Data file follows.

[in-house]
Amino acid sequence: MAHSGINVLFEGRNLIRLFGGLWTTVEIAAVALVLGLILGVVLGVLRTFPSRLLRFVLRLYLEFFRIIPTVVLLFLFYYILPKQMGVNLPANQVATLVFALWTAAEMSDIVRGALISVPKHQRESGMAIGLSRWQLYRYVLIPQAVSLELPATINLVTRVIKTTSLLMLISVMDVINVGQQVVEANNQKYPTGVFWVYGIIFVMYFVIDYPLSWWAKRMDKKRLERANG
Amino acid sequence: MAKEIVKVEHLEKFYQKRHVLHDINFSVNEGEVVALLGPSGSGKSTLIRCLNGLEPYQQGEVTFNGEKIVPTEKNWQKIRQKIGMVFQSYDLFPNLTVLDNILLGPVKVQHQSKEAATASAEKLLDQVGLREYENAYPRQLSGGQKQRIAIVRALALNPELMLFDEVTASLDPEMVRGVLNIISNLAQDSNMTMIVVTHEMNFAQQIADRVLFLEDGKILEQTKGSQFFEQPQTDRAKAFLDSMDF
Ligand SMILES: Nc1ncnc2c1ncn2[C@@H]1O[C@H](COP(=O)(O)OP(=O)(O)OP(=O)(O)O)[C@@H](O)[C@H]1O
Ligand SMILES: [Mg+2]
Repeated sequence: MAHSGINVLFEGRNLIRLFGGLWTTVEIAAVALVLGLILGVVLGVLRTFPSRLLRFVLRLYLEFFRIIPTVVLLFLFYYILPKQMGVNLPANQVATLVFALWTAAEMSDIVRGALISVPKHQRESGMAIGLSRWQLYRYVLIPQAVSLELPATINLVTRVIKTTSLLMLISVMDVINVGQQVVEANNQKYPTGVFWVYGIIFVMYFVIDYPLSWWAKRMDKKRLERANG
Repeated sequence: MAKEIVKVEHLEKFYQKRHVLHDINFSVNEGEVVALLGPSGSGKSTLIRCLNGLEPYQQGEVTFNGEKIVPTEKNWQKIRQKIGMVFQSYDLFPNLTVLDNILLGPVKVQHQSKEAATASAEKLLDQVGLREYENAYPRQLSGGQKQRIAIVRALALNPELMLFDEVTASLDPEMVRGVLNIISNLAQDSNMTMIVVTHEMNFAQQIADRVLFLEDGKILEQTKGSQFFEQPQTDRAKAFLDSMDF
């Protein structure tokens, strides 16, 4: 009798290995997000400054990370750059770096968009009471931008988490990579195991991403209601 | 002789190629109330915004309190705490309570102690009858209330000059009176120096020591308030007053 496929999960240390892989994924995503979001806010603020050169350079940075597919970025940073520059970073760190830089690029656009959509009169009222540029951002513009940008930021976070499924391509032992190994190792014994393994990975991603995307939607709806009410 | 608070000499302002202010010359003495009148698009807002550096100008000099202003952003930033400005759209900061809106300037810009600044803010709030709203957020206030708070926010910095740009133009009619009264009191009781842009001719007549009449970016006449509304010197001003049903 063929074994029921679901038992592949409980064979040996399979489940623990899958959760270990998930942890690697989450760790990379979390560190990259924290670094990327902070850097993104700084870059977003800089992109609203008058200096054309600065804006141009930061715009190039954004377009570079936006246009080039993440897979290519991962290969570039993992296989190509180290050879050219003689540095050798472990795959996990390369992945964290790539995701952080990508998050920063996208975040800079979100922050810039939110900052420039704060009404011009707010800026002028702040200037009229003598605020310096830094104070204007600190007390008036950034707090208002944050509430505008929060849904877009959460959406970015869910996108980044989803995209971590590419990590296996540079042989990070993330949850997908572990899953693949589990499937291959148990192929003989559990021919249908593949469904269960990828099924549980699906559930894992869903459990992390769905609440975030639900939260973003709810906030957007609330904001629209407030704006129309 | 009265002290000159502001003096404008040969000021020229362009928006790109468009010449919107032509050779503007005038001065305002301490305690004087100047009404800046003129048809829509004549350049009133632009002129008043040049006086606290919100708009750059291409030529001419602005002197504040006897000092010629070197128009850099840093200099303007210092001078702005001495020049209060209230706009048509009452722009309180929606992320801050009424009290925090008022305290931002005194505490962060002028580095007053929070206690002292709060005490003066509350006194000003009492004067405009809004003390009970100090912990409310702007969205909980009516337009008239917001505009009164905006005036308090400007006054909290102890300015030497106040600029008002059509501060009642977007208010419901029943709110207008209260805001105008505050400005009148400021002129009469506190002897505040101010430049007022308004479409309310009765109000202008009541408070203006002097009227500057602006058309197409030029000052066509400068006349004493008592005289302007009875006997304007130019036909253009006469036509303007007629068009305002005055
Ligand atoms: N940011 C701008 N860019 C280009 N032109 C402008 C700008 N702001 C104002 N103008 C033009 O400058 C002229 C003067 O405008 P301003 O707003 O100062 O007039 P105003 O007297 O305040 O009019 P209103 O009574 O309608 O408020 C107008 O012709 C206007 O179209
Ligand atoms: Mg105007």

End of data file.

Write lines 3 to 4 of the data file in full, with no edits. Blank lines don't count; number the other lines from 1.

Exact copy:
Amino acid sequence: MAKEIVKVEHLEKFYQKRHVLHDINFSVNEGEVVALLGPSGSGKSTLIRCLNGLEPYQQGEVTFNGEKIVPTEKNWQKIRQKIGMVFQSYDLFPNLTVLDNILLGPVKVQHQSKEAATASAEKLLDQVGLREYENAYPRQLSGGQKQRIAIVRALALNPELMLFDEVTASLDPEMVRGVLNIISNLAQDSNMTMIVVTHEMNFAQQIADRVLFLEDGKILEQTKGSQFFEQPQTDRAKAFLDSMDF
Ligand SMILES: Nc1ncnc2c1ncn2[C@@H]1O[C@H](COP(=O)(O)OP(=O)(O)OP(=O)(O)O)[C@@H](O)[C@H]1O